Why did you decide to write a book about your experiences with the Tourists?
Well, bless my wife’s heart. I’ve been married 25 years, and she has heard these stories over and over and over again. And I’ve got a lot of friends that I work with at ESPN, and we all started in minor league baseball. And I realized anyone who has worked in minor league baseball could write a book. I’ve got a pretty good memory and I throw nothing away, so I had a box full of stuff from the summer of ’94. I remember consciously thinking about halfway through that summer, “Man, this feels like a movie.” There was James the Mountain Man, [who was] the guy in the overalls that collected the foul balls, and Grady Gardner, the groundskeeper who disappeared every Tuesday night to go line dancing. There were so many characters, and I didn’t even hit all of them in the book. Every minor league ballpark has that cast of characters. I dedicated the book to the people who are grinding it out every night at all these minor league ballparks because I was only in their world for a summer.
McCormick Field has been in the news recently because the Tourists ownership group set an April 1 deadline to get about $30 million from local governments to pay for renovations. It looks now like the team will stay, but were you concerned about that?
One year ago, I’m turning in a manuscript, and we’re like, “All right, April 4, 2023, sounds good” [for a release date]. And then the book is done, edited. It’s headed to the printers, and all of a sudden, the news is coming out of Asheville that literally the same week that the book is coming out, the Asheville Tourists might go away after a century. I’m like, “Is that good publicity? Is it bad publicity?” I don’t know. Major League Baseball took over operations of Minor League Baseball post-pandemic and immediately started telling teams, “You have to do this to your stadium, or we’ll take your team and move it somewhere else.” On top of that, Major League Baseball wiped 40 teams off the map. Much like the summer of ’94, when I worked for the Tourists, I feel like minor league baseball is certainly at a crossroads now.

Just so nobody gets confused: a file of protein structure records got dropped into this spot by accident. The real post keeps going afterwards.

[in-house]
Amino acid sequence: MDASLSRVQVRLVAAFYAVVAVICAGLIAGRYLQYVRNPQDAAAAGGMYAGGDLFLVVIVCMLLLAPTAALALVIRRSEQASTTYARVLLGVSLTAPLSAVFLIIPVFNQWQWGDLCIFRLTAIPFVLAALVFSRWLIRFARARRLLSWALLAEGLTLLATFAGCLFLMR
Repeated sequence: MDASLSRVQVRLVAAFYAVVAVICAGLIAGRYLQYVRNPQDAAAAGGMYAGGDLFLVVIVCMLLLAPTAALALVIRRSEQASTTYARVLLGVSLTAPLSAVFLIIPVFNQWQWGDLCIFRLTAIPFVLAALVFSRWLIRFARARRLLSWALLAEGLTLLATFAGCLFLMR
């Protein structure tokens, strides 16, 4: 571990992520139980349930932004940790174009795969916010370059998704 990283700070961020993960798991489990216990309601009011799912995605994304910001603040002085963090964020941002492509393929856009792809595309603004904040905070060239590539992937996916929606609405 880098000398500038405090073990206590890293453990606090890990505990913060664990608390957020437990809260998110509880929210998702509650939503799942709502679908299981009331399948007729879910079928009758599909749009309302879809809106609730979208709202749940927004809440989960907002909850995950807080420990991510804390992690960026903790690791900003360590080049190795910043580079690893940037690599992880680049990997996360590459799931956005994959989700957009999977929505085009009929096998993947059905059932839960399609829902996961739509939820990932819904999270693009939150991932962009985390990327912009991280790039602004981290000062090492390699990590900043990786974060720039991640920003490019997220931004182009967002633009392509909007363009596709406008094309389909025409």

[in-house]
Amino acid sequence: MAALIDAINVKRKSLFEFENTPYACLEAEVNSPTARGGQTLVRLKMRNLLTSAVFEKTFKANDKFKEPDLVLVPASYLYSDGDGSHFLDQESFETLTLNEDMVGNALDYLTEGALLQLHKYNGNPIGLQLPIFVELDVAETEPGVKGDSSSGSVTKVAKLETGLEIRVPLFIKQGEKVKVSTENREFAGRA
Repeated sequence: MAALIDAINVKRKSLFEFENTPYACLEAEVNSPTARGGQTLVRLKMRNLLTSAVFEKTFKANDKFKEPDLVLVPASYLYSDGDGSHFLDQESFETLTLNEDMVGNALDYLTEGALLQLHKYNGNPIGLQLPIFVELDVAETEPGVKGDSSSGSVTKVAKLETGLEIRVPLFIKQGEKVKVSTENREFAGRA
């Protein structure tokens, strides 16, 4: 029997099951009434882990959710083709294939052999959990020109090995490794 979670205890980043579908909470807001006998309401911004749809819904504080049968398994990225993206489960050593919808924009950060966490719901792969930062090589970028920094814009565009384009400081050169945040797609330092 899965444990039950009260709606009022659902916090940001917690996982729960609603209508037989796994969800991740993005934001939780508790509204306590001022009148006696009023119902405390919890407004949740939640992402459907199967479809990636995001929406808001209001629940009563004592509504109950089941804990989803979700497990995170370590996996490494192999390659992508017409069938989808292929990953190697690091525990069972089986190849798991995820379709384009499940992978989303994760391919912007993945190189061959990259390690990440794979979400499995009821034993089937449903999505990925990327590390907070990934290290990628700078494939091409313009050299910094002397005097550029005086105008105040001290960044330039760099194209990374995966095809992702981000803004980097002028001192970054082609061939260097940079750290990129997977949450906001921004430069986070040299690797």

Do you have memories of Asheville and the people here?
They call it Beer City USA now. But when I lived there in ’94, if you had offered someone a craft beer, they’d have thought it was beer with cheese in it, like Kraft with a K. We had Bud Light, Budweiser, Coors Light, Miller Lite [at McCormick Field]. If you really wanted to get fancy, you could get a Killian’s Irish Red. And honestly, we could have just sold Budweiser, and it would’ve been fine. Nobody really bought anything else. And so that’s what Asheville was then versus Asheville now. But the spirit is still the same. Asheville has always been very eclectic; it’s always been this really odd but delightful mix of artsy folks that have moved there and locals. There’s always been this underlying independent free spirit about Asheville, and that’s what I experienced.
Why is minor league baseball important to communities like Asheville?
I think it’s part of your identity. That might sound hyperbolic, but it’s the truth. The Tourists have been right there on that same hillside for almost 100 years. That’s crazy. I see the impact that [minor league baseball] has on these towns, and I see the pride. I’ve been to 129 minor league ballparks, and no matter whether they’re brand-new or they’re a hundred years old, as soon as you sit down, you get a sense of the city that you’re in and the people that are there and the families there. To me, it’s not just about baseball. It’s about part of the fabric of what makes the residents of a town the residents of that town. Yankee Stadium is a great place, but it feels like I’m a hundred miles away from the players. Minor league baseball just has something that I think most of the rest of the sports world has lost.